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from issue no. 04 - 2003

It is the Serpent who gives knowledge of good and evil

The pact with the Serpent. The survival of ancient Gnosticism and its perversions

by Lorenzo Bianchi

The bronze serpent, Anthony van Dyck  (1599-1641), Prada Museum, Madrid

The bronze serpent, Anthony van Dyck (1599-1641), Prada Museum, Madrid

"It is better and healthier then, to be simple and ignorant and to come close to God through charity, rather than to think to know many things and after many adventures of thought to be blasphemous against God"1. So Saint Irenaeus, Bishop of Lyons, who lived in the second half of the 2nd century, expressed his summary judgement on the theories of the various heretical gnostic sects. An article by Massimo Borghesi which appeared in these pages2, dealing with the gnosticism which modern culture is subject to, recalled its attractions for the ancients, and the particular appeal of the doctrine of the Ophite sect specifically.
This sect, "the worshippers of the Serpent", is known to us from allusions, more or less widespread, in the works of the Christian apologists: from the descriptions of Irenaeus3 and Hippolytus4, to the more summary reports of Tertullian5, Origen6, Epiphanius7, Philastrus8, and finally there is an allusion also in Augustine9. They are known to us also because of some strong resemblances with much of what was handed down to us by Irenaeus, from an original gnostic writing, the Hypostasis of the Archons, a tract in Coptic (Egyptian of the Roman and Hellenistic period) discovered in Codex II of Nag Hammadi10.
It is Irenaeus especially, contemporary of the most widespread diffusion of the Ophite gnostics, who speaks of them, illustrating "their fantastic things"11. A simple reading of Irenaeus’ account is sufficient, in the difficulty of following the complicated and fanciful story of the fatal and ruinous fall of the spirit of the divine creator into matter, which unfolds through wholesale use of texts from the Old and New Testaments, to bring out the nature of the perversion of reason and reality of their theories (cf. in the first box on the preceding page the most summary, but nonetheless significant, exposition attributed to Tertullian). The Ophites (or Naassenes, the name by which Hippolytus knew them) take their name from the Serpent (fiw in Greek), because for them it is the Serpent itself which is the center, the dominating element in the events that characterize their doctrine; it is the Serpent, in antagonism with the evil demiurge creator of matter, the revealer of the dualism that underlies the gnostic concept; it is the Serpent himself who gives gnosis, the enlightened knowledge of good and evil; the Serpent is the positive element who must be worshipped and turned to as the way of the salvation of what is hidden in man (in the matter of the flesh as in a prison) of the "pneumatic", spiritual, originating, that is, from the creator of good, and from the consequent eternal abandon of what is "ilico", material, evil, that is, the evil that is in the world and which is the world12. A redemption which can be reached, precisely through contempt for the flesh, matter, also through the most perverse libertinism (cf. in this regard the passage in the second box on page 49, put by Irenaeus as final conclusion to the description of the various heretical gnostic sects13.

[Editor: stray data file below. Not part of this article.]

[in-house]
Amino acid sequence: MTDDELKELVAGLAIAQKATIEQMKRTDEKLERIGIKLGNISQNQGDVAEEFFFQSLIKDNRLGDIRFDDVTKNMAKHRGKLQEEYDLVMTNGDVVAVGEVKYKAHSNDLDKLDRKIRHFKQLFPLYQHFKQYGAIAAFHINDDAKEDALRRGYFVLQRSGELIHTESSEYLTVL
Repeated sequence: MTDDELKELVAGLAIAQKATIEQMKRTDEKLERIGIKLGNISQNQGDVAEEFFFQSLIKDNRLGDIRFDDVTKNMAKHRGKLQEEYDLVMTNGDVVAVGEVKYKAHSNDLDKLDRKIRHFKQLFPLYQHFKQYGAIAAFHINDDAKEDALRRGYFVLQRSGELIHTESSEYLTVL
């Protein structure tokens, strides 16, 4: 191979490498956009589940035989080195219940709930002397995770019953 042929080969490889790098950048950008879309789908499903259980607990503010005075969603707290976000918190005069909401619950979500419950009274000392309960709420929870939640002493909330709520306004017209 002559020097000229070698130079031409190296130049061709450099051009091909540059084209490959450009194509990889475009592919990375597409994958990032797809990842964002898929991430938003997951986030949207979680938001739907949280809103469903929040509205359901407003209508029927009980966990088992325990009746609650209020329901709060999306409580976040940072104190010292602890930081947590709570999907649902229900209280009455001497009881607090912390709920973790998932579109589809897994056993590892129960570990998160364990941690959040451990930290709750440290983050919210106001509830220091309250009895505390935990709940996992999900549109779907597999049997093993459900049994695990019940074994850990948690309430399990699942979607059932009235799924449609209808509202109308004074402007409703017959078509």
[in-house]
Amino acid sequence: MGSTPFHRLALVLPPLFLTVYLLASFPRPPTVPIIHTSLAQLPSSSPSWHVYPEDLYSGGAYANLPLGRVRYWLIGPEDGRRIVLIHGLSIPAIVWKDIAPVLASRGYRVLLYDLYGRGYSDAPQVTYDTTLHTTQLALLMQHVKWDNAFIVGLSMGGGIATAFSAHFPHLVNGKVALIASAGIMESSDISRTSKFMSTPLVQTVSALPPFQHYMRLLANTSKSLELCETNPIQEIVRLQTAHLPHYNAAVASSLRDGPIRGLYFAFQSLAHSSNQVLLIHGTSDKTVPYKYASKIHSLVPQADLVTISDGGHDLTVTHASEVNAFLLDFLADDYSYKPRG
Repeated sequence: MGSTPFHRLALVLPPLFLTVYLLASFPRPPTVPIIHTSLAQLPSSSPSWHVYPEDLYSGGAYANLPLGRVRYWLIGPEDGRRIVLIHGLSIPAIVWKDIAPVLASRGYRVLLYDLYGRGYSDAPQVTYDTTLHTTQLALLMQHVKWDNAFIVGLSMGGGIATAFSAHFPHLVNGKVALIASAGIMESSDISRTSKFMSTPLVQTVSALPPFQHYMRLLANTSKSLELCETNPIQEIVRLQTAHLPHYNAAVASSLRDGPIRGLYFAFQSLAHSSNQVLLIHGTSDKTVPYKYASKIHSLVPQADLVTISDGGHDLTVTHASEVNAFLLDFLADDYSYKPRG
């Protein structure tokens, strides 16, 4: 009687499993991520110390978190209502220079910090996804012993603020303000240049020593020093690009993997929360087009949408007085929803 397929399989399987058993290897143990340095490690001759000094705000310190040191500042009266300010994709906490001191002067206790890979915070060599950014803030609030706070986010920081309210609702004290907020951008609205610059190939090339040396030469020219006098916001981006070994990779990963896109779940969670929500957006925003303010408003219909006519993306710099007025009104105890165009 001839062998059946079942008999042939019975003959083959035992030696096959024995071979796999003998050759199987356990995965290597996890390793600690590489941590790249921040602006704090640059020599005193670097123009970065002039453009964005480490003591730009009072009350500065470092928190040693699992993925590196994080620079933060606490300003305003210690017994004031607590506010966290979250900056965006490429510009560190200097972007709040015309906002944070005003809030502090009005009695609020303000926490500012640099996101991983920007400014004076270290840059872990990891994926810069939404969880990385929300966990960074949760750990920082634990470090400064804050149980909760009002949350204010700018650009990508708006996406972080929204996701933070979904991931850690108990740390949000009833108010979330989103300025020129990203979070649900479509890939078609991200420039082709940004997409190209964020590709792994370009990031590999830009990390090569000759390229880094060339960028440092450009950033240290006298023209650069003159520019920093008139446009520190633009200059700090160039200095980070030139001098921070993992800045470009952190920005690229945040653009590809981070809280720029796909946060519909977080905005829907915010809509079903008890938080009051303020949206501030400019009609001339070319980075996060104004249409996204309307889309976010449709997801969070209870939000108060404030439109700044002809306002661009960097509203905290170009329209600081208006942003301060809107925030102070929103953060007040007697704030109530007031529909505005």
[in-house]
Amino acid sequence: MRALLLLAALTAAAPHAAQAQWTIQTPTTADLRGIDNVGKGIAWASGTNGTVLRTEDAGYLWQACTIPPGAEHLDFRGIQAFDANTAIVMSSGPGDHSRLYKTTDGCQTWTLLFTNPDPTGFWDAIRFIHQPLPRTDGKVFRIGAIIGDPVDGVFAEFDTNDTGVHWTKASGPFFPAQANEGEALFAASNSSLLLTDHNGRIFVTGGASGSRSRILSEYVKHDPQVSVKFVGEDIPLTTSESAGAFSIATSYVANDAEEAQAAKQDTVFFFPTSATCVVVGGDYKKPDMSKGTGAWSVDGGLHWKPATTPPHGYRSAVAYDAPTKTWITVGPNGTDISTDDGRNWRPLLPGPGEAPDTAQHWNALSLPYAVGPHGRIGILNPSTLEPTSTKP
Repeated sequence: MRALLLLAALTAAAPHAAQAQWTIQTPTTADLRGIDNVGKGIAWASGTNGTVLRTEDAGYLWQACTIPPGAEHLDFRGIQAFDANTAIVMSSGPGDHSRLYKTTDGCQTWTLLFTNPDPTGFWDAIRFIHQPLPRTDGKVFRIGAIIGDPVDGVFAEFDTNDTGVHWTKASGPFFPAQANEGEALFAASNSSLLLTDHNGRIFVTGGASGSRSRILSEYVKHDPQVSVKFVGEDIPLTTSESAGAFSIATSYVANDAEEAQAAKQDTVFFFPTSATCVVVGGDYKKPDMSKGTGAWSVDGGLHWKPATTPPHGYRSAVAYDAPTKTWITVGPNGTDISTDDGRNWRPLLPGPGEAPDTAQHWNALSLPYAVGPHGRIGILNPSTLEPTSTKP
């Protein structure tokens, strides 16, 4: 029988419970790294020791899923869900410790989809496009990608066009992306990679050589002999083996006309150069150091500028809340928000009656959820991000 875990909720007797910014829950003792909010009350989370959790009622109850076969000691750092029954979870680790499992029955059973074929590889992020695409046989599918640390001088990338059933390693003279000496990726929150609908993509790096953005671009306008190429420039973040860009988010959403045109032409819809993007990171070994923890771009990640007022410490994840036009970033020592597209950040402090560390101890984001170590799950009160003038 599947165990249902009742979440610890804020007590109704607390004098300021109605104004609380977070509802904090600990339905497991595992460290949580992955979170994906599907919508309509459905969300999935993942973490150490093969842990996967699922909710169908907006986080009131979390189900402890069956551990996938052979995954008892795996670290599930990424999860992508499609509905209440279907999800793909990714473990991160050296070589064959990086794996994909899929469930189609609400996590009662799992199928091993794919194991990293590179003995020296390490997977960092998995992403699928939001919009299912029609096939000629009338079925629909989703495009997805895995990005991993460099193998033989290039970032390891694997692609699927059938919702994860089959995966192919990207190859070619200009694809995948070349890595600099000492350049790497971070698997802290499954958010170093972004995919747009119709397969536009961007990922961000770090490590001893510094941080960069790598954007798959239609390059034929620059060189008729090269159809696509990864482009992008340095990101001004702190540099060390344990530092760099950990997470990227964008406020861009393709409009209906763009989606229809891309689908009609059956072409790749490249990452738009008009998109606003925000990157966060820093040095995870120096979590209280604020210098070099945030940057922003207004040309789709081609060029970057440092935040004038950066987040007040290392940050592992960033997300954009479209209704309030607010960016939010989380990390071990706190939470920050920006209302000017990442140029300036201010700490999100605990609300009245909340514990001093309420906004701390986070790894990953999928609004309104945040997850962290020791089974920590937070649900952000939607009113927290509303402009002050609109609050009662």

A little more than two centuries after Irenaeus, at the time of Augustine, the gnostic doctrine was re-echoed in Manicheism, which retained its fundamental character, namely a dualism which also splits the person of man, the effect of a double creation, divided within himself between good and evil, between light and darkness, the creation respectively of a good god and an evil demiurge.
The same characteristics were to be found, in the course of history, down as far as the medieval Bogomils, who preached that God had created or emanated the soul, while the devil had molded the body; and again, in the Cathar movement.
If, beyond these chronological limits, it is difficult to see in purely historical terms a direct derivation of modern gnosticism from that of the ancients, it is taken up again, especially in the form of esoteric speculation14, in certain modern cultural contexts: the attractions of the Ophite sect, highlighted by Borghesi in the article quoted at the beginning, are testimony of this .

1 Irenaeus of Lyons, Adversus haereses II, 26, I.
2 M. Borghesi, The Pact with the Serpent, in 30days, no.2, February 2003, pp.78-84.
3 Irenaeus of Lyons, op.cit. I, 30, 1-15.
4 Hippolytus, Refutatio; he refers to the worshippers of the Serpent in three different places: V,7, 2-9, 9 (from a script of the Nassenes); V,10, 2 (the psalm of the Nassenes on the soul); V, 24, 2-27, 5 (from the Book of Baruch by the gnostic Justine.
5 Some codices add a continuation to the damaged text of Tertullian, De praescriptione haereticorum, attributing it to Tertullian, published by the editors under the title of Libellus adversus omnes haereses. The Ophites are dealt of in II, 1-4.
6 Origen, Contra Celsum VI, 24-39.
7 Epiphanius, Panarion I, 37.
8 Philastrus, Liber de haeresibus I, 2, 9.
9 Augustine, De Genesi contra Manichaeos II, 36-40.
10 For this text see W. Förster (ed.) Gnosis, vol. II, Zurich-Stuttgart 1971, pp. 46-52. The German translation is on pp.53-62. The English translation can be found in J. Robinson (ed.), The Nag Hammadi Library in English, 2nd edition, Leiden 1984, pp. 152-160.
11 Irenaeus of Lyons, op.cit. I, 30, I.
12 cf. U. Bianchi, Prometeo, Orfeo, Adamo. Tematiche religiose sul destino, il male , la salvezza, Ateneo Editions , Roma 1991, p. 29.
13 Irenaeus of Lyons, op. cit. I, 31, 2.
14 See on this subject the book by G. Filoramo, Il risveglio della gnosi ovvero diventare dio, Rome-Bari 1990.

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